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Social networking: Are you addicted?!

Facebook Drug

“Hi, I’m Craig and I’ve been Facebook free for two months.”

Like a crack addict to Heroin, Facebook was my drug.

Whether we like it or not, we now live in a world of information abundance. From the early days of ICQ, MySpace and Bebo right up to the more prominent Facebook and Twitter, there are a plethora of social networks providing us with a near infinite amount of information.

I’m sure the majority of people that use Facebook could reel off all of the ways it improves their lives till they are blue in the face and I’d probably agree on the most part.

Sure Facebook connects you to all of your friends, allowing you to reach them from anywhere in the world at any given moment in time. Sure you can share with said friends your favourite photos and videos. Sure you can follow your favourite celebrity or sports team.

But is there a point when it becomes bad for your health?

The American Heritage Dictionary of the English Language defines ‘addiction’ as “The condition of being habitually or compulsively occupied with or involved in something.”

The majority of you reading this will have Facebook and I’m willing to bet that those of you that do will check it either when you wake up, at points during the day, whilst you’re having your dinner or before you go to bed… some of you might even check it all of those times and then some more!

What you think is just curiously browsing, is actually a habitual activity that has become ingrained in your daily routines. You are habitually occupied with the checking of Facebook, in other words you are addicted to it.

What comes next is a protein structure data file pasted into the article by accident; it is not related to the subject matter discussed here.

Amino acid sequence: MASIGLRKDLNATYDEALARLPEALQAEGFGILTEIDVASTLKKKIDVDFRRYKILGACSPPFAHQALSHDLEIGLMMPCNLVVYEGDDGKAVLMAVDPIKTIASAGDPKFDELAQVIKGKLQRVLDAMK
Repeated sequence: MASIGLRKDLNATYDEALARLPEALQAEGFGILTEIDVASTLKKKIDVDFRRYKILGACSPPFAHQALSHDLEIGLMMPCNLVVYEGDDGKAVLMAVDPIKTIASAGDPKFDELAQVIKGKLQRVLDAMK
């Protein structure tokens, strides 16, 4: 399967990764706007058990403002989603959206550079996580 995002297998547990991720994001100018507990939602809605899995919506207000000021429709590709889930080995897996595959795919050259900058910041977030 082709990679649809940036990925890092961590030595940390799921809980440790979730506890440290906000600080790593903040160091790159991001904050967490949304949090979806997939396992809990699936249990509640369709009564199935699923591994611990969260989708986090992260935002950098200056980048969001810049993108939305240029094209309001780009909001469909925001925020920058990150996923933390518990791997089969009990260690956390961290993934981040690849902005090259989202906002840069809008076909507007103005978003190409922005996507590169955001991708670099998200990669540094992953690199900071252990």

Now I’m not a doctor or anything but I’m pretty confident the act of browsing your Facebook feed on a daily basis won’t turn your veins black, your blood turn septic or cause you to die, but how is it affecting your mental state?

For me, it got to the point where I would see a status update from one of my 600+ ‘friends’ (mostly people I’ve not seen in years or will ever see again) and it would affect my mental state, sometimes making me angry, annoyed or frustrated.

The majority of my feed consisted of mainly negative status updates from people not happy with certain aspects of their lives. Given the fact I was checking the feed multiple times a day it was bound to have a negative impact on my own mental state.

Since becoming Facebook free, I’ve found my head less clogged up with irrelevant information, I’ve got more time to put into other projects and I can honestly say that I don’t miss it. There will be a time when I set up a new profile but I’d like to think that I’ve learned a few lessons during my ‘cold turkey’ stint and that I will be a bit more select with the people I connect with.

Thoughts? Opinions? I’d like to hear them…

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